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What does it mean to call for graphic design
designers to be authors? “Authorship,” in one form or another, has been a popular
term in graphic design circles, especially those circles that revolve around the edge of
the profession, the design academies, and the murky territory that exists between
design and art. The word has an important ring to it, and it connotes seductive ideas
of origination and agency. But the question of how designers become authors is a
difficult one, and exactly who are the designer/authors and what authored design
looks like depends entirely on how you end up defining the term and the criterion you
chose to determine entrance into the
In order to subject the problem of design authorship to close examination, it
is first necessary to dispense with some definitions before moving on to more specific
design examples and suggestions for possible theories of graphic It may
also be useful to reexamine the preconceived qualities we attribute to this powerful
figure, the author, and wonder how those attributes apply to a profession
traditionally associated more with the communication than with the origination of
messages. Finally, it is interesting to speculate about how theories of authorship can
serve to legitimize marginalized activities like design and how authorial aspirations
may actually end up reinforcing certain conservative notions of design production—
notions that might contradict the stated goals of the budding designer/author.
The issue of the author has been an area of intense scrutiny over the last forty years.
The meaning of the word itself has shifted significantly over history. The earliest
definitions are not associated with writing per se, in fact, the most inclusive is, “the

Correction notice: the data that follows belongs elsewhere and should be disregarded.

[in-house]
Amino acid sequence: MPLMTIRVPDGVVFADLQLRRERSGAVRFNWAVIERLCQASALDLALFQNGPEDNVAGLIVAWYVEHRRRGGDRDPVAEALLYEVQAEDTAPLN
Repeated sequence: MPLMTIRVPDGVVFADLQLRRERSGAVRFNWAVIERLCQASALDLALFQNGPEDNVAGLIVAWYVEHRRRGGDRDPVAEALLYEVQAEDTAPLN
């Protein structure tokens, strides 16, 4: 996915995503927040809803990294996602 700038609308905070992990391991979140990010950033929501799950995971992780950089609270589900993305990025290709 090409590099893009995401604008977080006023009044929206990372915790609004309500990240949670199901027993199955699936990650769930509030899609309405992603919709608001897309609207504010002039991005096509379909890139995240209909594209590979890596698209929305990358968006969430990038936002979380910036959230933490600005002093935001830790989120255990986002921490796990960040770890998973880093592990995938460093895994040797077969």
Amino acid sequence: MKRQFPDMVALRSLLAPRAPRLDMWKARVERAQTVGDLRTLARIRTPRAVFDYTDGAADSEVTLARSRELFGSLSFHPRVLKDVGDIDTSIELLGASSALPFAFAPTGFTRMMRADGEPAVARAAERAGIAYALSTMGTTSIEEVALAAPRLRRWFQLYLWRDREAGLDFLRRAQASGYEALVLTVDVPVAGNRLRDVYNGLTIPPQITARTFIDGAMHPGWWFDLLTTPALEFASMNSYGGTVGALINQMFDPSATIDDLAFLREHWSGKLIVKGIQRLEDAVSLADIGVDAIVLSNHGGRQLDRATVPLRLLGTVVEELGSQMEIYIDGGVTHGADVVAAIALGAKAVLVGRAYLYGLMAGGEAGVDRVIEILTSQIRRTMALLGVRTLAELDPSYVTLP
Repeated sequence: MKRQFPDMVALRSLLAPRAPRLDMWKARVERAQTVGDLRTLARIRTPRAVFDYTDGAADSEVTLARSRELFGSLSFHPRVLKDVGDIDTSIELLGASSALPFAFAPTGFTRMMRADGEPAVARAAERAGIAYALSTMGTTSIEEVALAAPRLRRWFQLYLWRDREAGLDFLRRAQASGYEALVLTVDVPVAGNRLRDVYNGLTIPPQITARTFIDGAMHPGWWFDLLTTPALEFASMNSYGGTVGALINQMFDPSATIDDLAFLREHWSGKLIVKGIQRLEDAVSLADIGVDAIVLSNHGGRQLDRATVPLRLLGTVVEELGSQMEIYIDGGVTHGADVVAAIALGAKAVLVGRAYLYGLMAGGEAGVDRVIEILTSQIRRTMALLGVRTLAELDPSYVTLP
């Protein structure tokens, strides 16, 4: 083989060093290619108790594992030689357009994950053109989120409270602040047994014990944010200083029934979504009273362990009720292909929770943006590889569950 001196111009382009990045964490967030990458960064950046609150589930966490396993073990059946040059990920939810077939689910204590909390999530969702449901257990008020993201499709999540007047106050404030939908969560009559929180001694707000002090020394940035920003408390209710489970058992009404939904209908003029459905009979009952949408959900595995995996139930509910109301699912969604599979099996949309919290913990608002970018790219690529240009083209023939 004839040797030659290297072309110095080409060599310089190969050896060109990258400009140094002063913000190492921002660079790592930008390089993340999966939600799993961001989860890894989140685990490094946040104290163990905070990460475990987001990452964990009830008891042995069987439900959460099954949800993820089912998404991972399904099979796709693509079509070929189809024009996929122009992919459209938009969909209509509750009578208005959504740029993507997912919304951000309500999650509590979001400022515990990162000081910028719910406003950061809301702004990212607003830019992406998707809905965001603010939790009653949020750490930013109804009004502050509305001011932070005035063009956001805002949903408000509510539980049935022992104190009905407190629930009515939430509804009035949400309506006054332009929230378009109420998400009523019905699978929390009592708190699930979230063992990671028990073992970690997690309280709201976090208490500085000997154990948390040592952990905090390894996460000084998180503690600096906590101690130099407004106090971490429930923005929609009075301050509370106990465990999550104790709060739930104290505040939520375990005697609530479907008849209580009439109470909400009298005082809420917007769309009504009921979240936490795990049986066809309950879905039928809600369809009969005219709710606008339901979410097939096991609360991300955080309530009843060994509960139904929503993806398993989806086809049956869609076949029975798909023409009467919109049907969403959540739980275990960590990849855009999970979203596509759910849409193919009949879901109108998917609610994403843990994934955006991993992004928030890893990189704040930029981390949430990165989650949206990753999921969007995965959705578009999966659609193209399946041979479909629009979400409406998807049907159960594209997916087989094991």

person who originates or gives existence to anything.” But other usages clearly index
the authoritarian—even patriarchal—connotations: the “father of all life,” “any
inventor, constructor, or founder,” “one who begets,” and “a director, commander,
or ruler.”design Basically, all literary theory, from Aristotle on, has in some form or another been theory of authorship. This paper, however, is not a history of the author, but a discussion of author as metaphor, so I start with recent history. Wimsatt and Beardsley’s seminal text, The Intentional Fallacy (1946), drove one of the first wedges between the author and the text, dispelling the notion a reader could ever really “know” an author through his or her writing. The so-called death of the author, proposed most succinctly by Roland Barthes in 1968, 1 is closely linked to the birth of critical theory, especially theory based in reader response and interpretation rather than intentionality. Michel Foucault used the rhetorical question, “What Is an Author?” as the title of his influential essay of 1969, which, in response to Barthes, outlines the basic taxonomy and functions of the author and the problems associated with conventional ideas of authorship and origination.2 Foucaultian theory holds that the connection between the author and the text has transformed and that there exists a number of author-functions that shape the way readers approach a text. These stubbornly persistent functions are historically determined and culturally specific